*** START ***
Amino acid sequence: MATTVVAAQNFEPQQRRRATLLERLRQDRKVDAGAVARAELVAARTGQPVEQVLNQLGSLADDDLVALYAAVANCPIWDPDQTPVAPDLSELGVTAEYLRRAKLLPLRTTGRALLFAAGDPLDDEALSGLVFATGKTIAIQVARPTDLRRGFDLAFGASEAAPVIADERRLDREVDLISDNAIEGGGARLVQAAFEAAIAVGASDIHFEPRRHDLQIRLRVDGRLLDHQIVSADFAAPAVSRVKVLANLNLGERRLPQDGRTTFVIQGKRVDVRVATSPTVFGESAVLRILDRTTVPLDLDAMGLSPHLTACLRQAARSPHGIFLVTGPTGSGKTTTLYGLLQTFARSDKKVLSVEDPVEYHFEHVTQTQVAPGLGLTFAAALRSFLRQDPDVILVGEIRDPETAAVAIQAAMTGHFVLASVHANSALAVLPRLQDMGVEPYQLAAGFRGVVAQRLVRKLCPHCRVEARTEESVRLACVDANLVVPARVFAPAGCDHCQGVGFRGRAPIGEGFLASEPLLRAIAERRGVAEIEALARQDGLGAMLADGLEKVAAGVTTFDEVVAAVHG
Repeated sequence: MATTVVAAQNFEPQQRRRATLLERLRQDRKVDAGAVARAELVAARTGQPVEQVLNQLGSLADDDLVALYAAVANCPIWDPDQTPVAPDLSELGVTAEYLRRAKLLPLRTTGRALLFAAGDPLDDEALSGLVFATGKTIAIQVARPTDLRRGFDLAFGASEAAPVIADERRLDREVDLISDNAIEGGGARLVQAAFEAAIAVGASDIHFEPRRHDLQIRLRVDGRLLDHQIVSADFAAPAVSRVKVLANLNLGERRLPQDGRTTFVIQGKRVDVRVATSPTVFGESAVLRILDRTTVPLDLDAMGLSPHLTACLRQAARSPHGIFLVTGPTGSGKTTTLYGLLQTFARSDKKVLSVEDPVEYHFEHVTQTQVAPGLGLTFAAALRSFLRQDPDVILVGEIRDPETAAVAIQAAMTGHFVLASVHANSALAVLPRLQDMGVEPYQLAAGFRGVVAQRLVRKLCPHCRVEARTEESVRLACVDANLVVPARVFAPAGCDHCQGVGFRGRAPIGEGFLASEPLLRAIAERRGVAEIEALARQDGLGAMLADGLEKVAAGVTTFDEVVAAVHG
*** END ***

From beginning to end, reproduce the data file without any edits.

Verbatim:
Amino acid sequence: MATTVVAAQNFEPQQRRRATLLERLRQDRKVDAGAVARAELVAARTGQPVEQVLNQLGSLADDDLVALYAAVANCPIWDPDQTPVAPDLSELGVTAEYLRRAKLLPLRTTGRALLFAAGDPLDDEALSGLVFATGKTIAIQVARPTDLRRGFDLAFGASEAAPVIADERRLDREVDLISDNAIEGGGARLVQAAFEAAIAVGASDIHFEPRRHDLQIRLRVDGRLLDHQIVSADFAAPAVSRVKVLANLNLGERRLPQDGRTTFVIQGKRVDVRVATSPTVFGESAVLRILDRTTVPLDLDAMGLSPHLTACLRQAARSPHGIFLVTGPTGSGKTTTLYGLLQTFARSDKKVLSVEDPVEYHFEHVTQTQVAPGLGLTFAAALRSFLRQDPDVILVGEIRDPETAAVAIQAAMTGHFVLASVHANSALAVLPRLQDMGVEPYQLAAGFRGVVAQRLVRKLCPHCRVEARTEESVRLACVDANLVVPARVFAPAGCDHCQGVGFRGRAPIGEGFLASEPLLRAIAERRGVAEIEALARQDGLGAMLADGLEKVAAGVTTFDEVVAAVHG
Repeated sequence: MATTVVAAQNFEPQQRRRATLLERLRQDRKVDAGAVARAELVAARTGQPVEQVLNQLGSLADDDLVALYAAVANCPIWDPDQTPVAPDLSELGVTAEYLRRAKLLPLRTTGRALLFAAGDPLDDEALSGLVFATGKTIAIQVARPTDLRRGFDLAFGASEAAPVIADERRLDREVDLISDNAIEGGGARLVQAAFEAAIAVGASDIHFEPRRHDLQIRLRVDGRLLDHQIVSADFAAPAVSRVKVLANLNLGERRLPQDGRTTFVIQGKRVDVRVATSPTVFGESAVLRILDRTTVPLDLDAMGLSPHLTACLRQAARSPHGIFLVTGPTGSGKTTTLYGLLQTFARSDKKVLSVEDPVEYHFEHVTQTQVAPGLGLTFAAALRSFLRQDPDVILVGEIRDPETAAVAIQAAMTGHFVLASVHANSALAVLPRLQDMGVEPYQLAAGFRGVVAQRLVRKLCPHCRVEARTEESVRLACVDANLVVPARVFAPAGCDHCQGVGFRGRAPIGEGFLASEPLLRAIAERRGVAEIEALARQDGLGAMLADGLEKVAAGVTTFDEVVAAVHG